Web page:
Some people even base their relationships on things they’ve observed in pop culture, movies or in the relationships of their parents or friends.
1. Are you being a Wonder Woman?
You love helping others, so you never say no to your man – but it’s exhausting. Just a week ago, you said: “This is his last chance!”… but then you took the jerk back. Figures, because you’re the who’s always trying to “save” the relationship.
You might be feeling guilty because you didn’t pull your weight in a previous relationship. Or perhaps you don’t get enough recognition at work or from your parents, so you seek validation in your love life.
2. Are you the damsel in distress?
You have low self-esteem and may have had overprotective parents who stifled your independence. You freak out at the thought of being alone, so you cling on to bad relationships.
You think of your man as your “hero” and depend on him for everything – but these are sky-high expectations no one can ever meet.
Pick up a new skill, such as investment know-how or cooking – your newfound mastery will help you feel more self-reliant.
Keep track of your achievements with a reward system – for instance, buy yourself a cute dress whenever you learn a new dish. Whenever you put it on, you’ll be reminded of what you’ve achieved.
3. Are you the bossy mummy?
Remember how your mother used to brush your hair and nag when you misbehaved back were five? You’re doing that now – to your 35-year-old guy.
Unsexy? Yep. Plus, you’re so domineering you make him feel less of a man.
Most women naturally have maternal instincts. But you combine this with a desire to feel needed, which is why you go overboard.
Differentiate between the things he can do himself (like washing his clothes) and the “extra” things you do for him, like baking him cookies.
Rather than scolding him for his mistakes, take a softer approach – gently explain why flip-flops don’t fit the dress code of that posh restaurant.
4. Not respecting their privacy
If your partner has nothing to hide, then he or she shouldn’t have a problem sharing their social media and email passwords with you, right?
Well, that’s where you’re wrong. Privacy is a healthy part of every relationship, and having both doesn’t mean your partner is hiding something from you.
In fact, experts agree that expecting unfettered access to your partner’s email and social media passwords or constantly keeping tabs on them can be a form of digital abuse.
If you’re unable to respect your partner’s need for privacy, then it’s a sign that you don’t trust him or her. As such, ask yourself why that is, and consider having an open discussion with him or her instead.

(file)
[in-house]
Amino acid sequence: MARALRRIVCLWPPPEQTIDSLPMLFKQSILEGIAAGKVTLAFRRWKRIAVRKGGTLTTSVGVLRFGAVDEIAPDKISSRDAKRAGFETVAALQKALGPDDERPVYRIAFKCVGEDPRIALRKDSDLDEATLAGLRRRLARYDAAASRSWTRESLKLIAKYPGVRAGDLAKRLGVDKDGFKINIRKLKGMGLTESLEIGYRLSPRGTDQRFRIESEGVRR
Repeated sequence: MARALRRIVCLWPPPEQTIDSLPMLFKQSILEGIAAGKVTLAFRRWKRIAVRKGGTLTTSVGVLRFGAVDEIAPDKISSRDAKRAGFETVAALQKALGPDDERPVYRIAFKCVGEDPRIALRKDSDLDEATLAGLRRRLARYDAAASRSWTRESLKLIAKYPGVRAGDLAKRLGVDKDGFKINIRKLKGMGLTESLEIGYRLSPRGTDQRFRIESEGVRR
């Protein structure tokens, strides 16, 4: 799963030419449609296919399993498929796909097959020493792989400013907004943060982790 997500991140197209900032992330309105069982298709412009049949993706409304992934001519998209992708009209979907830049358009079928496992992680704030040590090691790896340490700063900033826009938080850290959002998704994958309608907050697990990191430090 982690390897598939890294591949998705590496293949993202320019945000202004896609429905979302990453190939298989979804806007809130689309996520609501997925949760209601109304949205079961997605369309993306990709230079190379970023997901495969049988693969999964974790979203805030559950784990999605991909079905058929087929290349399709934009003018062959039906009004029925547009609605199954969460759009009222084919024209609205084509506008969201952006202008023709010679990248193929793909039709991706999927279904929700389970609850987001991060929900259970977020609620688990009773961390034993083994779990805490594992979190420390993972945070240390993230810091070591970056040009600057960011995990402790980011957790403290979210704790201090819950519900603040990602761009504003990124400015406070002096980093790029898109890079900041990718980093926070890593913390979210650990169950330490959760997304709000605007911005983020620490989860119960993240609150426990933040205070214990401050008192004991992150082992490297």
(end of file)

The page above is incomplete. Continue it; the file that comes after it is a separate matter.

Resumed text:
5. Keeping score
Scorekeeping is a common occurrence in many relationships, and many couples employ this method for financial contributions, division of household chores and who handled the last round of diaper duty.
However, experts say keeping score can become toxic, as it can affect your ability to empathise with your partner.
This, in turn, builds resentment and can result in passive-aggressive behaviour and misunderstandings.
Avoid continually reminding your partner about a mistake he or she may have made a while ago to enforce your point.
Instead, deal with each conflict or issue as it happens and let it go once you have addressed it together.
Understand that your relationship is not a competition, and aim to communicate your expectations clearly and kindly while focusing on the positive aspects of your relationship.
6. Buying solutions
Conflicts are another common part of normal relationships, but when something pops up, your partner (or you) choose to resolve the matter by burying the issue with gifts, holidays or other pleasantries.
Why is this toxic? Not only is it a superficial solution that merely hides the problem for another day, it also means your partner (or you) aren’t taking responsibility for the role you both played in creating the conflict. This often leads to bitterness and resentment.
While doing nice things for your S.O. after a fight is a nice though, it isn’t a replacement for dealing with the underlying issue.
What you can do? Do something nice for your partner after you’ve put in the work to resolve the conflict together.
7. Playing emotional and mind games
Maybe you’ve had a hard day at work and your partner wasn’t as supportive as you wanted him or her to be. Or maybe you’ve been eyeing a new handbag and your partner hasn’t been picking up on your repeated hints.
As such, your frustration with your partner is at an all-time high because they should automatically know what you need, right? Wrong, say relationship experts.
Blaming your partner for your emotions or expecting him or her to know exactly what you want is selfish behaviour.
It can create a codependent relationship, which can lead to you hiding your true emotions from your partner and, in some cases, manipulating each other towards your individual feelings and desires.
Start by taking responsibility for your own emotions and communicating your desires. It’s important to be open and respect each other’s boundaries in this scenario
8. Being unkind
Unkindness isn’t just limited to mean words and actions. In a relationship, unkindness can be as simple as not being empathetic, being unsupportive or not being concerned about your partner’s overall well-being.
Being unkind can also include acts such as failing to prioritise or even compliment your partner.
This doesn’t mean you need to resort to over-the-top solutions. Instead, start small by thanking your partner for something as simple as bringing you a cup of coffee.
Make it point to do just one kind thing for your partner each day, whether it’s doing the dishes after dinner, wishing each other a good morning or even just asking how their day was before you go to bed.